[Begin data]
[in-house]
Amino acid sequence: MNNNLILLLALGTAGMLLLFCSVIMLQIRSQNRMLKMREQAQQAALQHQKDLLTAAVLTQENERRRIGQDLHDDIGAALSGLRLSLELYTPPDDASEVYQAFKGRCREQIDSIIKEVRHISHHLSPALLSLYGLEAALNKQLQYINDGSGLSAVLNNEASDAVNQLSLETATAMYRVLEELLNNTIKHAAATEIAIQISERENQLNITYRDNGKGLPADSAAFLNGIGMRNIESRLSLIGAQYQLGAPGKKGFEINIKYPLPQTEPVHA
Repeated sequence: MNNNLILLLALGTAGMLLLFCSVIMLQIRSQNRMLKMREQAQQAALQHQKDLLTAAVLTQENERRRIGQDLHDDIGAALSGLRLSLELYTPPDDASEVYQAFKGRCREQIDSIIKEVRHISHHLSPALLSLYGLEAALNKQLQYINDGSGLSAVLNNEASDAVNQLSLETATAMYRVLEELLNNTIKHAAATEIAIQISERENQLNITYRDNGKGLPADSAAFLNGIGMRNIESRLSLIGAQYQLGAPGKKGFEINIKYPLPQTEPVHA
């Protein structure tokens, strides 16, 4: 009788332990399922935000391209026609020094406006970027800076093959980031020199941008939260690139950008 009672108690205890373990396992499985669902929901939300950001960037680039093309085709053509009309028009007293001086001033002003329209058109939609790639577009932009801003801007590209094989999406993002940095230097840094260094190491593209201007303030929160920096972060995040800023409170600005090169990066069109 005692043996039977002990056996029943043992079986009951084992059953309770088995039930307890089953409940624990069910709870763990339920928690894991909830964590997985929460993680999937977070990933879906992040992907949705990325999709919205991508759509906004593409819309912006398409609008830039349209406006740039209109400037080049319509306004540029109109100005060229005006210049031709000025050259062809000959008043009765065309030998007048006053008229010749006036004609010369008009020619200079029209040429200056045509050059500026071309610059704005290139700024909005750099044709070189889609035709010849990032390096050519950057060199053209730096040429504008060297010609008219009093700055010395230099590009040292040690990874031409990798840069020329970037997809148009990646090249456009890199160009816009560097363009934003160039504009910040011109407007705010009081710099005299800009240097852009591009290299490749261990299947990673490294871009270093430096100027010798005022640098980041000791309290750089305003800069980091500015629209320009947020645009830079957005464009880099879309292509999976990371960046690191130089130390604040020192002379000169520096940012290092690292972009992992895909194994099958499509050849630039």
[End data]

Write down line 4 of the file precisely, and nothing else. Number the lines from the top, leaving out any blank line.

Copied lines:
């Protein structure tokens, strides 16, 4: 009788332990399922935000391209026609020094406006970027800076093959980031020199941008939260690139950008 009672108690205890373990396992499985669902929901939300950001960037680039093309085709053509009309028009007293001086001033002003329209058109939609790639577009932009801003801007590209094989999406993002940095230097840094260094190491593209201007303030929160920096972060995040800023409170600005090169990066069109 005692043996039977002990056996029943043992079986009951084992059953309770088995039930307890089953409940624990069910709870763990339920928690894991909830964590997985929460993680999937977070990933879906992040992907949705990325999709919205991508759509906004593409819309912006398409609008830039349209406006740039209109400037080049319509306004540029109109100005060229005006210049031709000025050259062809000959008043009765065309030998007048006053008229010749006036004609010369008009020619200079029209040429200056045509050059500026071309610059704005290139700024909005750099044709070189889609035709010849990032390096050519950057060199053209730096040429504008060297010609008219009093700055010395230099590009040292040690990874031409990798840069020329970037997809148009990646090249456009890199160009816009560097363009934003160039504009910040011109407007705010009081710099005299800009240097852009591009290299490749261990299947990673490294871009270093430096100027010798005022640098980041000791309290750089305003800069980091500015629209320009947020645009830079957005464009880099879309292509999976990371960046690191130089130390604040020192002379000169520096940012290092690292972009992992895909194994099958499509050849630039």